Babylon 5: The Parliament of Dreams
January 13, 2018 3:24 PM - Season 1, Episode 5 - Subscribe

[arc episode, most meaningful in retrospect] Babylon 5 is having a "week of religious festivals" to encourage inter-species respect. G'Kar fears he is being followed by an assassin. Sinclair's on-and-off-again lover, Catherine Sakai, arrives. "Aaahhh, our household gods. In a world where every day is a struggle for survival, you need all the gods you can get."

-The first in a run of two very quotable episodes in a row.
-"Oh! And you are cute, too, in an annoying sort of way. Everybody's cute. Everybody's cute! Even me. But in purple, I'm stunning!"
-"The Earthers have a phrase: Keep your friends close, and your enemies closer. I believe they stole it from us."
-"Ah! He's become one with his inner self." "...He's passed out." "That too."
-"No, but understanding is not required, only obedience."
-"You will know pain..." "...and you will know fear..." "And then you will die. Have a pleasant flight."
-"Will you follow me into fire, into storm, into darkness, into death? And the nine said yes. Then do it in testimony to the one who will follow, who will bring death, couched in the promise of new life, and renewal, disguised as defeat. "
-"I cannot have an aide who will not look up. You will be forever walking into things."

-Plot stuff!
-G'Kar's thing for human women is well-known.
-Sinclair and Sakai begin to reconnect after a rocky last meeting.
-G'Kar is worried about some 'unfortunate' information about his time on the Council getting out.
-G'Kar is less upset about having someone attempt assassination on him as he is about the assassination attempt being so shockingly competent.
-When G'Kar loses his cool, he really loses his cool.
-The Narn use couriers regularly -- does this mean they distrust FTL communication?
-Introduction of Na'Toth, G'Kar's aide. Na'toth has no time for tomfoolery. Cherish this character.
-Introduction of Lennier, Delenn's aide. This position is quite the jump in position for him.
-Second time Delenn is called 'Satai'. It is clearly an exalted positioned, and Delenn does not want anyone else to know she is so highly placed. Beginning of the cherished B5 tradition: extremely confidential conversations in extremely public places.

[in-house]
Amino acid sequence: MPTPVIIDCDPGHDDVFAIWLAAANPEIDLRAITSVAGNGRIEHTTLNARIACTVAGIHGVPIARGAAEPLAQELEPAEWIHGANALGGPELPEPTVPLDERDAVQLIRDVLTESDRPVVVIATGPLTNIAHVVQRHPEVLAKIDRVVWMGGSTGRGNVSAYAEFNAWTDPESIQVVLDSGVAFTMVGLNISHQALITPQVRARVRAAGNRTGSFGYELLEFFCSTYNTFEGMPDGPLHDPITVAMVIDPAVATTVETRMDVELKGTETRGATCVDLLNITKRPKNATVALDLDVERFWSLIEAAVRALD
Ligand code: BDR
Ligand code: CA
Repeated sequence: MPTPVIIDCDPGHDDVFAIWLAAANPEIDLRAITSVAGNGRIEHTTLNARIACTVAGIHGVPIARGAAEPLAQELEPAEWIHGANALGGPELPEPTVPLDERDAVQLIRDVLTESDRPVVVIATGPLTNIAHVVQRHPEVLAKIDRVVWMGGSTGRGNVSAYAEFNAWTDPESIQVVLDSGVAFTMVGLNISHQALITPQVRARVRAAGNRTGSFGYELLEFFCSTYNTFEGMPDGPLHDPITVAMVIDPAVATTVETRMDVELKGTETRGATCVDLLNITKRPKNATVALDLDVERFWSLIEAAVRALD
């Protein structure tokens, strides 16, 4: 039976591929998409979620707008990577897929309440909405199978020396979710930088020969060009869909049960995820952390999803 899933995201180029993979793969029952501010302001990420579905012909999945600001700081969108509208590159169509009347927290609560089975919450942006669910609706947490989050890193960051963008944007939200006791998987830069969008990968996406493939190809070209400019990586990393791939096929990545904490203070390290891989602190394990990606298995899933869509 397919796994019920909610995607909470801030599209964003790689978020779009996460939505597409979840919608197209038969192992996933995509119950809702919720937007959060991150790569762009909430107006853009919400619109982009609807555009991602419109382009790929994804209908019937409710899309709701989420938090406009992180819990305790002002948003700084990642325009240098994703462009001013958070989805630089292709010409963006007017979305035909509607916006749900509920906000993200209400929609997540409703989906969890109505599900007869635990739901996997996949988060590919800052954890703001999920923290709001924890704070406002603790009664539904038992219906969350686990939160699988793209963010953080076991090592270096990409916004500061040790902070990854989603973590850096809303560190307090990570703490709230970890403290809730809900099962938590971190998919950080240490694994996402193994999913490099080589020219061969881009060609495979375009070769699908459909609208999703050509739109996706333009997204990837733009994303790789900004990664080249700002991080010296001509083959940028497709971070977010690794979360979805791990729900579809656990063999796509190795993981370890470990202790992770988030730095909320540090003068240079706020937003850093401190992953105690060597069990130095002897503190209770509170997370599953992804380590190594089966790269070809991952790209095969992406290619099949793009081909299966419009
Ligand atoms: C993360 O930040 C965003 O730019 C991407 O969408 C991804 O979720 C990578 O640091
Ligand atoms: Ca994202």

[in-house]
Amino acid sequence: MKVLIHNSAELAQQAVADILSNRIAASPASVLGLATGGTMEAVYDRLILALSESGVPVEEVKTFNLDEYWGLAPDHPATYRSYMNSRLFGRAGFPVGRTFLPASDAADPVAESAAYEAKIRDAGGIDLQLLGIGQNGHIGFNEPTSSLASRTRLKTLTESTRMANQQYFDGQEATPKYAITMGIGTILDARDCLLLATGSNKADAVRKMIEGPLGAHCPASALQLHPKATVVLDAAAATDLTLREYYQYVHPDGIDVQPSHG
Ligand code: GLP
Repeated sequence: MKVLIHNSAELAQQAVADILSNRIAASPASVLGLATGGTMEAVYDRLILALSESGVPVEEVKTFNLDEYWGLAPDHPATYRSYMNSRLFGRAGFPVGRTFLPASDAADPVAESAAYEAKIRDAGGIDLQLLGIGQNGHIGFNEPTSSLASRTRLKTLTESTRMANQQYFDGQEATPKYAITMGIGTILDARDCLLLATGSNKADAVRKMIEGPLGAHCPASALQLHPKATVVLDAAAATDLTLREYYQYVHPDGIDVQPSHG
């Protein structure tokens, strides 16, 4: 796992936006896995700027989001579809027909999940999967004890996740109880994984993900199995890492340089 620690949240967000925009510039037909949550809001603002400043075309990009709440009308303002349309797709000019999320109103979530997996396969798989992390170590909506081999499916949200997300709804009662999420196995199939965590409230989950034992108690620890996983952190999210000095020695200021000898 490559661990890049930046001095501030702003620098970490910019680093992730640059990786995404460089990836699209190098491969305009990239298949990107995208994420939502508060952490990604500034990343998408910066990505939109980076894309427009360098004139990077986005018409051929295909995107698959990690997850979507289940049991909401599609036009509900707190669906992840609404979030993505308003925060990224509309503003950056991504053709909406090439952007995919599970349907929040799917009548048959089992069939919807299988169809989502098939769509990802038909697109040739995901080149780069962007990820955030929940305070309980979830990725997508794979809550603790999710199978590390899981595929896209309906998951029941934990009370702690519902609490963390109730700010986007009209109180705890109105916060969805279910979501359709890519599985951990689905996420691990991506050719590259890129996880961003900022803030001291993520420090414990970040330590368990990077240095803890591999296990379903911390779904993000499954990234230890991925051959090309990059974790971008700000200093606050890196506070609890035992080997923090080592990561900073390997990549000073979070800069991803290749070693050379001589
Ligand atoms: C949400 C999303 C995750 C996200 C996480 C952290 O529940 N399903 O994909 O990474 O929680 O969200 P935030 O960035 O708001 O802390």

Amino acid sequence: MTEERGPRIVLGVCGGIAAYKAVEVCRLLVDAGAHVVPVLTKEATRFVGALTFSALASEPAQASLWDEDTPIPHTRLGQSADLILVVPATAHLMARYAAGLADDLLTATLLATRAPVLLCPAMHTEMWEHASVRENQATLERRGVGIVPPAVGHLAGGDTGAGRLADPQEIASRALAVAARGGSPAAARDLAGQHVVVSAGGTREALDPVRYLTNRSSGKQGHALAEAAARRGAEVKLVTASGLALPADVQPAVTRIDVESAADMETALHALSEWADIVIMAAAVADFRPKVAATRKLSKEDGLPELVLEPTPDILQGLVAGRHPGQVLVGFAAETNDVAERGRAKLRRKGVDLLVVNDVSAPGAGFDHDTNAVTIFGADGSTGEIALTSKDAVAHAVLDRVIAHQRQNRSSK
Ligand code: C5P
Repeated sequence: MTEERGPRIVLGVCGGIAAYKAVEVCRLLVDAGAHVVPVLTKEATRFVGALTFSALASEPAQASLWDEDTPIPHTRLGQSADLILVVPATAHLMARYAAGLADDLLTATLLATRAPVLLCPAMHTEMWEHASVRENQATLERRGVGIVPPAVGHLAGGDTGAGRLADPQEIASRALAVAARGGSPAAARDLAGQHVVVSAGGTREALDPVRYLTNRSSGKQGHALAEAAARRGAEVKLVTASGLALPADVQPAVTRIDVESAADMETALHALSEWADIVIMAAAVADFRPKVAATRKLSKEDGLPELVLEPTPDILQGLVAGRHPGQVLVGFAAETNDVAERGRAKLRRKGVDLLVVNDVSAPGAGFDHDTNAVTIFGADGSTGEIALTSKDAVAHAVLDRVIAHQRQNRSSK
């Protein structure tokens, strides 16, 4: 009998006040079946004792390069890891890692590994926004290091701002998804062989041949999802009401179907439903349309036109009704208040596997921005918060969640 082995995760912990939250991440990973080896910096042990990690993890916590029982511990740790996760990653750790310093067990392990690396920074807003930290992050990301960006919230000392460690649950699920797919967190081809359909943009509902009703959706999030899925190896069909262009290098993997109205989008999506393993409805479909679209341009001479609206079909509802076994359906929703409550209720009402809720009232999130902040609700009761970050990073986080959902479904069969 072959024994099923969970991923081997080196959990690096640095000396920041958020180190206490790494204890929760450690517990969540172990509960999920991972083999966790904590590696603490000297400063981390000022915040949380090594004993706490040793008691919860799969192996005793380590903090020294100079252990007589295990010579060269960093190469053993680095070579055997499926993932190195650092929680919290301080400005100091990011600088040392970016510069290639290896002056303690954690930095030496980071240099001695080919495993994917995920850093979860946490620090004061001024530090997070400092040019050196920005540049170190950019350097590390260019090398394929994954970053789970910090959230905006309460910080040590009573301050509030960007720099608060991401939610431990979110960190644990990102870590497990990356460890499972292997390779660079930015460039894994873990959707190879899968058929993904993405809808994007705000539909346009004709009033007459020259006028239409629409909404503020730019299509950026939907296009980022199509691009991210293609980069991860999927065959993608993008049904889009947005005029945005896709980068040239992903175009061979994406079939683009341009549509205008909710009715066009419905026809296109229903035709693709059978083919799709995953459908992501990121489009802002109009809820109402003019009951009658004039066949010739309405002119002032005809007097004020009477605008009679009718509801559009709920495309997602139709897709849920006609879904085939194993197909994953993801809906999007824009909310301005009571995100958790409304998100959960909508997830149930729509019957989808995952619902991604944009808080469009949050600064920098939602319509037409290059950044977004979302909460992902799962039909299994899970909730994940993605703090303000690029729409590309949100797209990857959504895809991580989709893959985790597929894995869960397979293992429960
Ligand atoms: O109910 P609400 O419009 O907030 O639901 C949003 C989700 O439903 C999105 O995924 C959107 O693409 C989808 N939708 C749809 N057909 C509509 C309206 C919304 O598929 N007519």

-Tennyson's Ulysses is quoted.
-Sakai, unkowingly, implies that Delenn and Sinclair might have gotten married in the Minbari ceremony.
-A somewhat hoary old sci-fi trope appears: what makes humans unique is their diversity.
-The statue of Goddess Li will return.
-Pay attention to the phrase "And so it begins." This episode, it is said by Delenn.
-No Narn religious celebrations in this episode.
posted by flibbertigibbet (10 comments total) 3 users marked this as a favorite
 
This episode, while strictly speaking skippable, introduces enough characters, concepts, and relationships that it should be watched.
posted by flibbertigibbet at 3:27 PM on January 13, 2018 [1 favorite]


An episode very worth watching, even if the arc stuff only becomes clear in retrospect. Understanding is not required, only obedience.

Careful viewers will be amused by G'Kar during the Minbari ceremony.
posted by nubs at 3:47 PM on January 13, 2018 [1 favorite]


Many things are taking a little while to settle in, which is a common rhythm in episodic TV (see also: more or less every Star Trek iteration). That said, the G'Kar/Londo frenemyship is already great. I don't think it's too much of a spoiler to say these characters and these actors continue to be great in unexpected ways. Na'Toth and Lenier are great as well, as foils for their respective ambassadors. Seeing their introductions for the first time here was fascinating.

Was G'Kar with the fruit particularly subtle? Seemed pretty intense to me. Unless there's an even more subtle thing I entirely missed?

"Purple files" -> "I look stunning in purple!" Hmm, I wonder what's in those files, specifically. Kinda getting a "first season Veronica Mars" vibe there.

I'm not quite sure what to do with the "Space Monoculture!" trope here, as all the world-spanning star empires throw a single shindig for their dominant religion, while Sinclair is careful to show representatives of tens of earth religions. Can't tell if self-aware writers having a moment of laziness and/or expediency, or important future plot point.
posted by Alterscape at 3:53 PM on January 13, 2018


Was G'Kar with the fruit particularly subtle? Seemed pretty intense to me. Unless there's an even more subtle thing I entirely missed?

There's the shot of him refusing it, and then in the background of another shot you see his hand as he exchanges his berry with whoever was sitting next to him (Garibaldi, IIRC?)
posted by nubs at 3:56 PM on January 13, 2018 [1 favorite]


then in the background of another shot you see his hand as he exchanges his berry with whoever was sitting next to him

Now I can't remember if I noticed that or not. I definitely noticed a lot of other business with the berry, but I actually watched this two weeks ago. Either way, fun bit of business for Katsulas!